Inkscape vs Illustrator

there is one similar thread about Illu vs CDr but this one think will be great kick in the corporate brass panels in front of Adobe headquarters!

You know I completely agree nowadays Illustrator is really annoying and if there are not for some kinky plugs for it probably I’ll never open it again!

Inkscape doesn’t support CMYK, which is pretty much an immediate deal-killer for me.


I really don’t understand the problem people have with Adobe software. Illustrator is the industry standard.

I don’t get it. If you work in the Design industry, you should know the Adobe suite, especially for print, InDesign, Photoshop, Illustrator.

If you’re not in print, I agree there are probably other options, but I don’t know these fields outside of print well enough to say for sure.

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Professionals do!

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Doesn’t want to sacrifice his freedom for bells and whistles…
What does the even mean - is his freedom under threat?

Adobe adds things that others need too. That’s the point.
The other stuff is still there - you don’t have to use it if it’s not for you.

'It’s like going into a town square and seeing an advert for guitar lessons - you phone them and shout at them ‘I don’t want guitar lessons!’ - Ricky Gervais

He’s recommending open PDFs in Illustrator - then backtracks.

‘No real complaints sharing with others using Adobe - partly because I know the inconsistencies’
Well, that’s 99% of the battle.

I use RGB files sent to me - and place them directly in InDesign (Illustrator) - I never convert them anymore.
I only convert on output - to whatever output I’m doing. If it’s print - it gets converted to a CMYK profile.

Printers not touching RGB - it’s true - some don’t have the know-how or stuck in a dark ages scenario - or simply don’t have staff with the skill sets.
But everyday PDFX4a is being pushed further and further and becoming a standard in printing.

I don’t agree with what they’re saying 'It’s the printer’s job etc. ’ They’re saying they are the professional printers and it’s their job etc.
You are a professional designer - you should know how to send perfect print-ready files to the printer. Throwing files at them with anything in it is wrong - you should always talk to your printer vendor before sending anything to them. Find out what they need, what they prefer.

Colours won’t match from sRGB to CMYK - of course, they won’t - and I hope that is explained to the customer - that the colours will shift - so you always get a printed sample.

OR you can send a printed sample to your print vendor.

Bigging up VistaPrint??? WTF?

It takes time to convert/fix and output files - if you can send them properly in the first place you save yourself time/money at prepress.
Vista Print are doing blanket conversions and Gang-Runs of print products - that’s how they can print so cheap.

I’ve actually got printed samples from Vista to show a customer - compared to our own prints and our own were superior in colour, quality of paper stock (same grammage and coating).

If your printer says yeh send a file with sRGB, LAB, CMYK it’s all fine we convert it for you - then send that.
If the printer asks for CMYK only - send that - don’t send something they have to spend time converting for you - as it will be costly - prepress rates for fixing files can be expensive.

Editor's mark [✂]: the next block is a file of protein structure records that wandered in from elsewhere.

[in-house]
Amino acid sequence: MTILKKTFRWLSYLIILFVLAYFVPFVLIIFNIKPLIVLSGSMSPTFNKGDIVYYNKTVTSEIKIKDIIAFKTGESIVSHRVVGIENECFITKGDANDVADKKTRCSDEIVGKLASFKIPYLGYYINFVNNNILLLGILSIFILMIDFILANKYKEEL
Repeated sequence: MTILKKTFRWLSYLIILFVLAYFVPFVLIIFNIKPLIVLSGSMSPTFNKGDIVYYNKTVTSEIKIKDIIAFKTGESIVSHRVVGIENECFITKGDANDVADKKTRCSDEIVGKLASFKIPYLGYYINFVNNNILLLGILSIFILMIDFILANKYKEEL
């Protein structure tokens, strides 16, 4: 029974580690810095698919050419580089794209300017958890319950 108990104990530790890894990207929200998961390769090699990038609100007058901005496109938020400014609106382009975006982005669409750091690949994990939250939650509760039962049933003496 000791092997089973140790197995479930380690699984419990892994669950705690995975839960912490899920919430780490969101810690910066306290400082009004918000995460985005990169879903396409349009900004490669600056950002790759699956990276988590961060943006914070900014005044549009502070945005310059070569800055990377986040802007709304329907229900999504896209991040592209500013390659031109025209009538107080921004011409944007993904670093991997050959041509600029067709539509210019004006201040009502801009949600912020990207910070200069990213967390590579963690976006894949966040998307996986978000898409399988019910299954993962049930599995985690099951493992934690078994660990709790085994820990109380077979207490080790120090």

Talk to your print vendor. It’s easier.

I have to stop there - it’s pretty boring and a mixed wrong message.

He is twisting aspects to suit himself - you can use anything to design for print.
I’ve used MS Publisher for hi-end car manufacturer - to create the books that come in the car with all their info.

It’s great when you know what you’re doing - why you’re doing it - and how to fix it . But the problems are that when you don’t - you’re in trouble.

I would be the same though any printer that threw a file back because of RGB I’d want to rip them a new one.

This guy clearly knows what he is doing and has no issue communicating with printers and customers.

I don’t have a problem with that.
I send RGB files all the time to print - there’s never an issue.
or rather I convert on output to what I need at the time.

I’d rarely convert a image to CMYK - unless it’s colour critical and needs to be managed correctly.
And there is NOTHING wrong with a CMYK JPG.

Like a noob I opened inkscape - made cmyk dots.
Made PDF.


We’d actually prefer you send RGB image links for sure. And not CMYK images converted to RGB. That doesn’t work. And sRGB images are garbage too. Just sayin.
We apply machine/ink/media profiles to your art so things come out beautiful. A designer is not going to have any of these combo profiles in their little Adobe drop down menus. In fact, a lot of the more custom print processes I use have proprietary profiles. No one outside the company has them.

RGB photos have more color information. If you have access to the RAW files, ProPhoto RGB is the absolute best. Yes we are converting to CMYK (with LC, LM, and sometimes OGV) but our machines have a much wider ink gamut than the standard CMYK press. The more color info we have in the imagery, the better the conversion. Once an image is converted to CMYK, all of that color info is lost so trying to switch it back to RGB does NOT work. The info is already gone. Best to just leave it alone at that point.

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As for youtube videos based on opinion? Yeah… I don’t watch those. Very low threshold for that kind of thing.